15. Foundation by Isaac Asimov
I'm glad I read this classic of science fiction, but I am not sure I can say I really enjoyed it. Basically, a scientist (in the field of psychological history) in the far future predicts the downfall of this huge empire that is running everything. He also figures out how to lessen the "dark ages" between this fall and the rise of a new empire, so he set up a foundation to keep scientific knowledge alive and to carry out this plan of lessening this time between empires. It is an interesting idea, but as a social scientist I am skeptical of the idea that the future is so predictable, and would like to have heard more about that. Also, I am struck by how much, although these are set in the far future, you can still see how much the time period in which they were written -- the 1940's and 1950's -- informs them. Also, there are no women at all anywhere in this book.
16. Hack by Melissa Plaut
This is the true story of a woman who doesn't really know what to do with her life, so on her 29th birthday she starts driving a cab in NYC. It is super interesting to get kind of an insider's view of what being a cabbie is like, and there are some really interesting stories here. The writer had a blog first, and the book is written in a more informal, bloggy writing style which I didn't always like, but it was an interesting book overall.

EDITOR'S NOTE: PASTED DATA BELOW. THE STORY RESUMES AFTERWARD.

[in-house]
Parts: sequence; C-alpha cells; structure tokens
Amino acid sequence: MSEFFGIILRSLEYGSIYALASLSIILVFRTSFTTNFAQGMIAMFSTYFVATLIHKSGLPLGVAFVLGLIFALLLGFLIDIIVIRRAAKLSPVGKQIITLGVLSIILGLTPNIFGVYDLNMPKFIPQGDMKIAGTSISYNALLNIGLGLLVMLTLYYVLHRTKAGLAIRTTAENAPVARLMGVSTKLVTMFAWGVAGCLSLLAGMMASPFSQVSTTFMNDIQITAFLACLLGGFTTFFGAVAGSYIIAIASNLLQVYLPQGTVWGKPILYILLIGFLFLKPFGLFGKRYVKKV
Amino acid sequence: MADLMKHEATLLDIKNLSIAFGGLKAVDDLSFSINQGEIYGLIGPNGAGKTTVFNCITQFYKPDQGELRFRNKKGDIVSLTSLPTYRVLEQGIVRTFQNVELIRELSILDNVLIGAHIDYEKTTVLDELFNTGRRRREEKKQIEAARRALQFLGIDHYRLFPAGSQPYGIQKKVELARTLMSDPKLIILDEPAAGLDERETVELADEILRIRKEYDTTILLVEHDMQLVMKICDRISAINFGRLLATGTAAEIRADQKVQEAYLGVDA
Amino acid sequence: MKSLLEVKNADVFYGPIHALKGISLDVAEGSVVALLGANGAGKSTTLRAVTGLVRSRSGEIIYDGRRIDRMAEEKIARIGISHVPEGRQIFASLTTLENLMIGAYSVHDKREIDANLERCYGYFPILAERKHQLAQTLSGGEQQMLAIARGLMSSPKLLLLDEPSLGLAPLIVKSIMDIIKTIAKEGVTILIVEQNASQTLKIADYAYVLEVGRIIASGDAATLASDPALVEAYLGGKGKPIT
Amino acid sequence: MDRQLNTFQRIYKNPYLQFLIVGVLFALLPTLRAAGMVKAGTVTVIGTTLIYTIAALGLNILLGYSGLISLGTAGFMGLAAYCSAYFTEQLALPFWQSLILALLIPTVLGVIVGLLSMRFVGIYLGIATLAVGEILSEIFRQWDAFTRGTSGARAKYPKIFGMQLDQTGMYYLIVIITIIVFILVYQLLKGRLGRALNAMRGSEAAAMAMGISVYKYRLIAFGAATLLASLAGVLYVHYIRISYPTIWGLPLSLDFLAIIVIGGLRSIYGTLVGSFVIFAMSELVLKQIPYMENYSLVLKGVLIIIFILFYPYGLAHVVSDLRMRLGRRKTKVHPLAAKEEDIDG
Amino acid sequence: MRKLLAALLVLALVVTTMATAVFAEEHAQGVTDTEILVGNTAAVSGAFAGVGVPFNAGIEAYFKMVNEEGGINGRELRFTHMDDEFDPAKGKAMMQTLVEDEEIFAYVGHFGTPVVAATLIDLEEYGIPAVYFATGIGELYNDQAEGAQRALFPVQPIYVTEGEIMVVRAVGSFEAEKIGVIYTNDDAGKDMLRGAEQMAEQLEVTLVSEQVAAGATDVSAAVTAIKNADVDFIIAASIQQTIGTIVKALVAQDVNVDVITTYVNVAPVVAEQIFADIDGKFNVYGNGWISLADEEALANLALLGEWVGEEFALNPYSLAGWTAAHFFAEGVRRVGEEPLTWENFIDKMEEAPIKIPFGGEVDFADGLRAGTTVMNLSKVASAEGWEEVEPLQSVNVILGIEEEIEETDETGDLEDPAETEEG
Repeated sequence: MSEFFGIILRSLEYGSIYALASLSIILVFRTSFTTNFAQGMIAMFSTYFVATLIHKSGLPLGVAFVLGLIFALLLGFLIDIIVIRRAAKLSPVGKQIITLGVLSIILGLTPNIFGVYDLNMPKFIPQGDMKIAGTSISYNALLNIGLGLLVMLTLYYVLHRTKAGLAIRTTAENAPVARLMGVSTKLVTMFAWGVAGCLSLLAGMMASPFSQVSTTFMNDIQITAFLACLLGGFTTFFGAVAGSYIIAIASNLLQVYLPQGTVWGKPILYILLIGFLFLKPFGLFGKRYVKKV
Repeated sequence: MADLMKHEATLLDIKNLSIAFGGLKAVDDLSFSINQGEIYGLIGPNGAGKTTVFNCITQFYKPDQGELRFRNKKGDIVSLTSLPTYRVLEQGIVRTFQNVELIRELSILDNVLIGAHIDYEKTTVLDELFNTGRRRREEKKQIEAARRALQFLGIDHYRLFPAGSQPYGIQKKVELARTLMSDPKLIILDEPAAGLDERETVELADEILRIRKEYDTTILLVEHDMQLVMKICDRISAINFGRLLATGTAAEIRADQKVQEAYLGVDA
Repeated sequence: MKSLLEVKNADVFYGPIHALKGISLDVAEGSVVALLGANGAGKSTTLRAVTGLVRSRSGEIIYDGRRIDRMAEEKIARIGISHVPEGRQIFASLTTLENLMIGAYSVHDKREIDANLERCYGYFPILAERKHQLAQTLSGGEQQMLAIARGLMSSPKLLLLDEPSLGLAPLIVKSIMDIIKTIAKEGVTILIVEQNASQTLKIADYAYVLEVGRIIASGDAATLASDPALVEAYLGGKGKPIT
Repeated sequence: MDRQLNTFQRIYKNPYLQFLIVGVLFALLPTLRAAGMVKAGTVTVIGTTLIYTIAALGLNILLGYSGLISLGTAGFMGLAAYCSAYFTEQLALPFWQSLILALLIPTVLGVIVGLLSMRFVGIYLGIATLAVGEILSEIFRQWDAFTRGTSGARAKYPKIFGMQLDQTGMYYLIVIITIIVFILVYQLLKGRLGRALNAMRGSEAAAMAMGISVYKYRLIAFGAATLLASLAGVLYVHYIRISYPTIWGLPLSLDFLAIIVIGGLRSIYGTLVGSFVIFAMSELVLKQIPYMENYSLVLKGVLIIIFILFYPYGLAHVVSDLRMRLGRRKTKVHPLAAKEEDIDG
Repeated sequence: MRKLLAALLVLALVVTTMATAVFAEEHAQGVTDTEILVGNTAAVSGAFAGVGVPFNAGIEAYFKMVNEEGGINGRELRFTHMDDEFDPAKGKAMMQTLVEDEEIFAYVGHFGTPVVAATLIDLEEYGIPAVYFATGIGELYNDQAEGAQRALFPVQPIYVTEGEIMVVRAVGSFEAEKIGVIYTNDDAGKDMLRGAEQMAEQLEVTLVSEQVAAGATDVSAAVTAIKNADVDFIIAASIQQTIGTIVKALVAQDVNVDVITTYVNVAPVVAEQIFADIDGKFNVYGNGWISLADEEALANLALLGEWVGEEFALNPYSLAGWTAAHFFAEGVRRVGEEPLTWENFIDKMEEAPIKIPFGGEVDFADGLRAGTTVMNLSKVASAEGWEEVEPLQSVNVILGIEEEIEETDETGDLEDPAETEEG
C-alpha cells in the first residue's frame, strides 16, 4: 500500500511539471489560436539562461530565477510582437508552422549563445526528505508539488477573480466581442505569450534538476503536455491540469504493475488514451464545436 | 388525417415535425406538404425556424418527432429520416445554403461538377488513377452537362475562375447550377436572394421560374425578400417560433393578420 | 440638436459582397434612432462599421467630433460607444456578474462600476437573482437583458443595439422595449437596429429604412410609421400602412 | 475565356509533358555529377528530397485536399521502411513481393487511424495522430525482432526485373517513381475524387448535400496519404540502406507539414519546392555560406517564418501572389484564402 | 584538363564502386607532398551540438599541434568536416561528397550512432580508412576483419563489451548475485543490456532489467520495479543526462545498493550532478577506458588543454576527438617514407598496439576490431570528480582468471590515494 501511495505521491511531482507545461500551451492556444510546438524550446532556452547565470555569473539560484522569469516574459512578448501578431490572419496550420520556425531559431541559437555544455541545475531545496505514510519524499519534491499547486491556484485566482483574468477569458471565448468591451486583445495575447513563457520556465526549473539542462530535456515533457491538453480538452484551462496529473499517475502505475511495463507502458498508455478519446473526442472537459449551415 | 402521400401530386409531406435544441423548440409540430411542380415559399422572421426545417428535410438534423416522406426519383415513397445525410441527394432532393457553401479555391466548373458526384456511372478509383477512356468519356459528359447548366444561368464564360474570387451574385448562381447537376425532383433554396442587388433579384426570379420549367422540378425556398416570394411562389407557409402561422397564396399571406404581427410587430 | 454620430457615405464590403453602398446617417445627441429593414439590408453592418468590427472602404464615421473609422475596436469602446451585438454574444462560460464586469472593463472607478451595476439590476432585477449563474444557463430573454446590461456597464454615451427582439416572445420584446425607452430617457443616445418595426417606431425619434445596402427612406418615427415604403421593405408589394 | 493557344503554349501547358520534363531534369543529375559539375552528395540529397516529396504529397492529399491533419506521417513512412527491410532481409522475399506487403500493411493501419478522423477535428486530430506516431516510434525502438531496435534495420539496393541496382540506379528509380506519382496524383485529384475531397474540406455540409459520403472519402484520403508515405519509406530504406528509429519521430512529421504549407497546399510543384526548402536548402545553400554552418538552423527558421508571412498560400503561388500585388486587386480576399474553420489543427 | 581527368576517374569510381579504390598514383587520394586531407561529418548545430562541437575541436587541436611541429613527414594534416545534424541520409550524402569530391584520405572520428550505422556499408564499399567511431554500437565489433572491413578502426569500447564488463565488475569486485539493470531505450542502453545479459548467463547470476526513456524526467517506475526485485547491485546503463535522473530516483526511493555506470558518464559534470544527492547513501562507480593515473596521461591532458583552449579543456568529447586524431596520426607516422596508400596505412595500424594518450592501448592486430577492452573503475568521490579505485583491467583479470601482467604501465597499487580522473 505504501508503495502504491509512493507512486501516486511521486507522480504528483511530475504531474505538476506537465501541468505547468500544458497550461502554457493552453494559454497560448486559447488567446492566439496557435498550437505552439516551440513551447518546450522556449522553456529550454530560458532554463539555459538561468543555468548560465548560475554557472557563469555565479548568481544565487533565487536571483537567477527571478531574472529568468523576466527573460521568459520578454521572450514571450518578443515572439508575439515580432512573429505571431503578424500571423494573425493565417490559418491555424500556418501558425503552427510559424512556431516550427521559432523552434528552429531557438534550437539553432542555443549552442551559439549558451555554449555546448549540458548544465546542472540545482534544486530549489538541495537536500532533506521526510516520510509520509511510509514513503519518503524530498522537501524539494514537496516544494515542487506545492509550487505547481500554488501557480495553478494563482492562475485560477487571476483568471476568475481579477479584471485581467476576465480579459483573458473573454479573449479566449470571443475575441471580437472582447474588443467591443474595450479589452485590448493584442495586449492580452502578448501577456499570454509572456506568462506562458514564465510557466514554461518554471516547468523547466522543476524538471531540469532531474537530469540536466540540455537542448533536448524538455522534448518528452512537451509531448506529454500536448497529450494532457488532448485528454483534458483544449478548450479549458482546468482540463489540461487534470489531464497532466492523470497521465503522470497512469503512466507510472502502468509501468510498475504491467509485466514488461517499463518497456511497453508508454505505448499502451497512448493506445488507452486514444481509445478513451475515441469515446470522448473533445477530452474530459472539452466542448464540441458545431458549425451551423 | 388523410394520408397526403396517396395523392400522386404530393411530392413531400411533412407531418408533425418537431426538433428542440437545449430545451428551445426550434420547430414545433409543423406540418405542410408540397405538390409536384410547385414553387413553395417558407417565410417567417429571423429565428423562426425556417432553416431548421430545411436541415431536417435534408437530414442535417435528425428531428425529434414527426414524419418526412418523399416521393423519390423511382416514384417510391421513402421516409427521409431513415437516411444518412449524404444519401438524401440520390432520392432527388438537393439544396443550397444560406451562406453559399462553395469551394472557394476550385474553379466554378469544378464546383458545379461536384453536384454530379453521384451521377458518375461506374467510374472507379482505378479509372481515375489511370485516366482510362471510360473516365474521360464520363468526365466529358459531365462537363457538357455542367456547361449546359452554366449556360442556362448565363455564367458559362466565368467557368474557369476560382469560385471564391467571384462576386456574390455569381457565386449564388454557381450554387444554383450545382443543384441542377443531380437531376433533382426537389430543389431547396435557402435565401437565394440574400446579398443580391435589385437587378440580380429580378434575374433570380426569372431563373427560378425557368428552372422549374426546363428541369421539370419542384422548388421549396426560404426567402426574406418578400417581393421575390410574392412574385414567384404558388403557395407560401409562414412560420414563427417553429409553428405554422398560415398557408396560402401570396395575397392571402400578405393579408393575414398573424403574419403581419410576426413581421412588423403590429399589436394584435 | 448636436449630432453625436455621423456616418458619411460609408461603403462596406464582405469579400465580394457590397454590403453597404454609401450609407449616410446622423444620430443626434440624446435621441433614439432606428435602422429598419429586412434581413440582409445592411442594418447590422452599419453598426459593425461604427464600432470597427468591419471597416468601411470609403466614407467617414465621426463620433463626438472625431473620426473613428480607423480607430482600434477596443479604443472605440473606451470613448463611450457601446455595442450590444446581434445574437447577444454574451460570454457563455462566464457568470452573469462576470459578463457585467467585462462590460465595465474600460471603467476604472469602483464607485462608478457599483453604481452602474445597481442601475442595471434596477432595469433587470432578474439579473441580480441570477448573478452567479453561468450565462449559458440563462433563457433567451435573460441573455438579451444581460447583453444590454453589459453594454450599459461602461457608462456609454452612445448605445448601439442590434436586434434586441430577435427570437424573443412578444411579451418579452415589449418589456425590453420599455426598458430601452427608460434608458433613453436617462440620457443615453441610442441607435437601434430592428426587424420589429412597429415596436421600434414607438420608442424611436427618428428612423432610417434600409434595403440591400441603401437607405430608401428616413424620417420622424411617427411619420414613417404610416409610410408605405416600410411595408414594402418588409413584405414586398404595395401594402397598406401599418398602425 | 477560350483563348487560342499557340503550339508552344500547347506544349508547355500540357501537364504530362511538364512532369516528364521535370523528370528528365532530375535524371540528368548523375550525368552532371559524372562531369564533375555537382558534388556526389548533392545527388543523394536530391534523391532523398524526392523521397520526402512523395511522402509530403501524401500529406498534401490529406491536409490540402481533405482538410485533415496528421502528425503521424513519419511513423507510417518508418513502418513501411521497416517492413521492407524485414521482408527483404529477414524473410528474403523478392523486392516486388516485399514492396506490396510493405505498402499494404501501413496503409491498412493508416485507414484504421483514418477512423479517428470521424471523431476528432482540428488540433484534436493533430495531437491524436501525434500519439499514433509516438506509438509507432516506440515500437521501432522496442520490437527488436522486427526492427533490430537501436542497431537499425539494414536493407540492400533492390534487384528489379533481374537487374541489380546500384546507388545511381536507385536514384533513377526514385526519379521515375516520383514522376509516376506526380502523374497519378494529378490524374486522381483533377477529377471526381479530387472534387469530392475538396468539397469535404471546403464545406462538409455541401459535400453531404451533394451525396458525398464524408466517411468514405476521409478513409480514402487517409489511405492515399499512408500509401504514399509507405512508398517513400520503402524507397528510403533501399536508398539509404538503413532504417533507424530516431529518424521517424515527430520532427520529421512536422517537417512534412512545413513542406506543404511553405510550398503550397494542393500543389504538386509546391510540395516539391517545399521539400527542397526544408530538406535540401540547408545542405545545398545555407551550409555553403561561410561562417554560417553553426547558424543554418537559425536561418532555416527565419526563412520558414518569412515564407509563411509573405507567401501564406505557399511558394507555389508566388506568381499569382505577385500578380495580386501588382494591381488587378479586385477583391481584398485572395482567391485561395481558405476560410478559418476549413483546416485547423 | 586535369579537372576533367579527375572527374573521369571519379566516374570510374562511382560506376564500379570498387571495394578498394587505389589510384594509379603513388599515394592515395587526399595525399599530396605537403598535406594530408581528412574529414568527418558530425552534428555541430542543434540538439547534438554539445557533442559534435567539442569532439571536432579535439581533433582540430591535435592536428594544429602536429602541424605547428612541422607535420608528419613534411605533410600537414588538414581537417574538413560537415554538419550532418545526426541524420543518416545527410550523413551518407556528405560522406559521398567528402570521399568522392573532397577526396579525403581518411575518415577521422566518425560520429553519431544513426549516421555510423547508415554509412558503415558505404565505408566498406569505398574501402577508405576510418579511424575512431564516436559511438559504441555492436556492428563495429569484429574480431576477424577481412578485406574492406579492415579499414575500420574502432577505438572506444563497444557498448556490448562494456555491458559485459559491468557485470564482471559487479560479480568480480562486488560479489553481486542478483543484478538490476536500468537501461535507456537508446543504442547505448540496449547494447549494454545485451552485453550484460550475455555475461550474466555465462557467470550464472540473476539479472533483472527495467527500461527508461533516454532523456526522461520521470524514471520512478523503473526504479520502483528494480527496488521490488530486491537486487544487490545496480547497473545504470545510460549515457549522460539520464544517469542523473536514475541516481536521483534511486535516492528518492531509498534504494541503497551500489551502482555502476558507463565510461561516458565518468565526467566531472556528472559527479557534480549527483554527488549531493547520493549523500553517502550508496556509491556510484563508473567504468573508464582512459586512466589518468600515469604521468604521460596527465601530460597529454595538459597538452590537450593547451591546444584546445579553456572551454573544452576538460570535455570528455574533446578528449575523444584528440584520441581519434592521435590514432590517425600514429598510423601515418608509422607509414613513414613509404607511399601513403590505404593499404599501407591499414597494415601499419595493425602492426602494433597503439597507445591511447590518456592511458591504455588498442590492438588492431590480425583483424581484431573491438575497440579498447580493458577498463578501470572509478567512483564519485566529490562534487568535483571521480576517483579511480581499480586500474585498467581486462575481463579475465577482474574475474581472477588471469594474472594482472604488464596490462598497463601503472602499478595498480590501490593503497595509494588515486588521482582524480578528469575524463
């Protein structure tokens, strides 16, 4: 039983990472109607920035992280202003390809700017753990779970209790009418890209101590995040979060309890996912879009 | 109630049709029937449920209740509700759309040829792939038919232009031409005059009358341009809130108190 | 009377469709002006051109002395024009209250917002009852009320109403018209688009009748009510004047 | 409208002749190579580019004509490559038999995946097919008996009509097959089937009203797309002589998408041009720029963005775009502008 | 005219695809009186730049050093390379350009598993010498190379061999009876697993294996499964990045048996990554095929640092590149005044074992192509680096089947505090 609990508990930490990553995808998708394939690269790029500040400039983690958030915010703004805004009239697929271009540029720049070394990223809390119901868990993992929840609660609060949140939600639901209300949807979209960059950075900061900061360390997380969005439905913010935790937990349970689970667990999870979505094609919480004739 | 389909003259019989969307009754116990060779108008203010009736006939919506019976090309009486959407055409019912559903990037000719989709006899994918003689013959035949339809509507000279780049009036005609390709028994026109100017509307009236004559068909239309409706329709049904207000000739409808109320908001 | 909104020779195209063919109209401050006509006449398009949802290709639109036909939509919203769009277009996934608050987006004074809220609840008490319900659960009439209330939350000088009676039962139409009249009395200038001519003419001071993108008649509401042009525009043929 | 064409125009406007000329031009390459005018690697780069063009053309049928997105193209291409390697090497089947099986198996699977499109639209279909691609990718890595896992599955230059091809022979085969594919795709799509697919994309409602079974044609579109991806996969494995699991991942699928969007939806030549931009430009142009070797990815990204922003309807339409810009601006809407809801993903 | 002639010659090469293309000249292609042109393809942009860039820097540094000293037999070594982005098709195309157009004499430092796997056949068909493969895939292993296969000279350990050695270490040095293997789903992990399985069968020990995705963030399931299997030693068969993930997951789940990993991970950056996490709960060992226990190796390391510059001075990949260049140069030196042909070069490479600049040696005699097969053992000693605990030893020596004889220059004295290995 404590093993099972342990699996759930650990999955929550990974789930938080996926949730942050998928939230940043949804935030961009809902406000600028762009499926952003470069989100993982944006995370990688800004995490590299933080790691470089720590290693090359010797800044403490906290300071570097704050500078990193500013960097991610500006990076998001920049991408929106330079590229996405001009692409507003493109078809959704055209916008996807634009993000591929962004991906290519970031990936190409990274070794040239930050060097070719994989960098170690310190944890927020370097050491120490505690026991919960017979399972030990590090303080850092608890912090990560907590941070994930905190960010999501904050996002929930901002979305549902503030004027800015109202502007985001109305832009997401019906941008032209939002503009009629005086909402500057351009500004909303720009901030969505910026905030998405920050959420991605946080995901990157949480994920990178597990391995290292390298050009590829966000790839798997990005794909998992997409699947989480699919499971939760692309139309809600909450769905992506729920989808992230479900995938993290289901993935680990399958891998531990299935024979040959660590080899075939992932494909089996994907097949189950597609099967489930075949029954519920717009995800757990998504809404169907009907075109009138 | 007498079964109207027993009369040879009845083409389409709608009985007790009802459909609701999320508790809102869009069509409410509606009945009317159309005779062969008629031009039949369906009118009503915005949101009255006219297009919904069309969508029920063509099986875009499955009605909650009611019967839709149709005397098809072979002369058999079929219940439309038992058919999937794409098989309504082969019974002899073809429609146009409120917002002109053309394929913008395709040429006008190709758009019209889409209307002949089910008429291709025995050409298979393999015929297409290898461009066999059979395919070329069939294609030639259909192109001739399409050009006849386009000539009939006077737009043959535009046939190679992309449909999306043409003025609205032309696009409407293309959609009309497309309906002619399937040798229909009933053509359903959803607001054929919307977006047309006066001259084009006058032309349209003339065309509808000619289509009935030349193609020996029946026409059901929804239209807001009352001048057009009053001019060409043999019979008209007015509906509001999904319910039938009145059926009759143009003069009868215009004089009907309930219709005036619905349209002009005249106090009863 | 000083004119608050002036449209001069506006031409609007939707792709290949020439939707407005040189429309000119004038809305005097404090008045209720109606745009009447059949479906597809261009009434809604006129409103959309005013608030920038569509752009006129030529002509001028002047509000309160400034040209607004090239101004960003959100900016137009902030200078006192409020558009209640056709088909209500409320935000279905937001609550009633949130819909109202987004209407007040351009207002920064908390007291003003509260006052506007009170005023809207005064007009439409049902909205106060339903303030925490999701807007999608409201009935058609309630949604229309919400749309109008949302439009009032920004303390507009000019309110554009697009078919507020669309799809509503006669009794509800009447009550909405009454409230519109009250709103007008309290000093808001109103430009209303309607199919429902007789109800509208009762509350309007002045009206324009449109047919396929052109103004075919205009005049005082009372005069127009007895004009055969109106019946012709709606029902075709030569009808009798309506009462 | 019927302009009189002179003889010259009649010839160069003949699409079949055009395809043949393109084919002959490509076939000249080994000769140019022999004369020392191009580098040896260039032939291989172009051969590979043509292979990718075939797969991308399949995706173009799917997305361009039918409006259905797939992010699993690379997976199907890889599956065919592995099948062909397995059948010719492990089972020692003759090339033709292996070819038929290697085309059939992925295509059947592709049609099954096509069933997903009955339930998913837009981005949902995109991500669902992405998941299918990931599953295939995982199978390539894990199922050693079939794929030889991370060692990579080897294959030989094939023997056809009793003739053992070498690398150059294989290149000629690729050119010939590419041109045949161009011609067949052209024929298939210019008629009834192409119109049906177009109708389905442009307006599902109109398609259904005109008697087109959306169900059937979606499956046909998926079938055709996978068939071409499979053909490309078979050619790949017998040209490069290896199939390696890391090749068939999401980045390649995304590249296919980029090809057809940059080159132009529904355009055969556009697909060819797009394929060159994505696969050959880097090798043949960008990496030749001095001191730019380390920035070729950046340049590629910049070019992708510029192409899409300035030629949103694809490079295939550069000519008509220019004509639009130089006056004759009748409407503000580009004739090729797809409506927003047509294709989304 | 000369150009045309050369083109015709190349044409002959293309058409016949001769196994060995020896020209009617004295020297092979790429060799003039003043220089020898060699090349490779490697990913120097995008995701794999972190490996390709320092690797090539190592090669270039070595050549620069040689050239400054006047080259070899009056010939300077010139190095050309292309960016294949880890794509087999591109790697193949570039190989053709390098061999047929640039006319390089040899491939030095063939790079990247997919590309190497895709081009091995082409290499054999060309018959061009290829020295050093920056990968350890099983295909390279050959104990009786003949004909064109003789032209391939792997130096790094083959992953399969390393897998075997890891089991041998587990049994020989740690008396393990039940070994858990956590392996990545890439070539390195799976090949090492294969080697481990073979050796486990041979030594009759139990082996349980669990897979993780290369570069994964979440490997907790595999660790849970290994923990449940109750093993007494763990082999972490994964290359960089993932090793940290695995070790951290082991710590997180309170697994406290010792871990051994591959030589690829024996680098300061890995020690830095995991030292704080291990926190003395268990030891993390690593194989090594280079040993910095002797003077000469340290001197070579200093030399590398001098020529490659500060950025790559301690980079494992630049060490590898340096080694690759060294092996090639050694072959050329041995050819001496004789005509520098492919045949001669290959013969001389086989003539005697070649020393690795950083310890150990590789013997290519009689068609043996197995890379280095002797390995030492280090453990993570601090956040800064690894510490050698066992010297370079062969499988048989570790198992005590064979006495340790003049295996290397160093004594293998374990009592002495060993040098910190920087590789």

17. Choice edited by Karen Bender
This is one of the most powerful books I have read in awhile. It is a collection of essays by various women about different reproductive choices. It was so honest, and striking how many women did not have choices about how/when to have children or not. It was really amazing, and I think is helpful in moving the abortion debate past yes/no and seeing the real people's lives ALL reproductive choices impact. Very good book.
18. Radio On by Sarah Vowell
In this book, Sarah Vowell, a regular contributor to This American Life, listens to the radio for a year and records what she hears, and what it makes her think about. Vowell did this project in 1995, and it is funny how dated some of it seems now. Anyway, this was an interesting book, unlike anything else I have ever read. Sometimes I thought I wouldn't really like Vowell, but it was kind of nice to meander through someone's thoughts as related to the radio for awhile. It did make me want to listen to music more.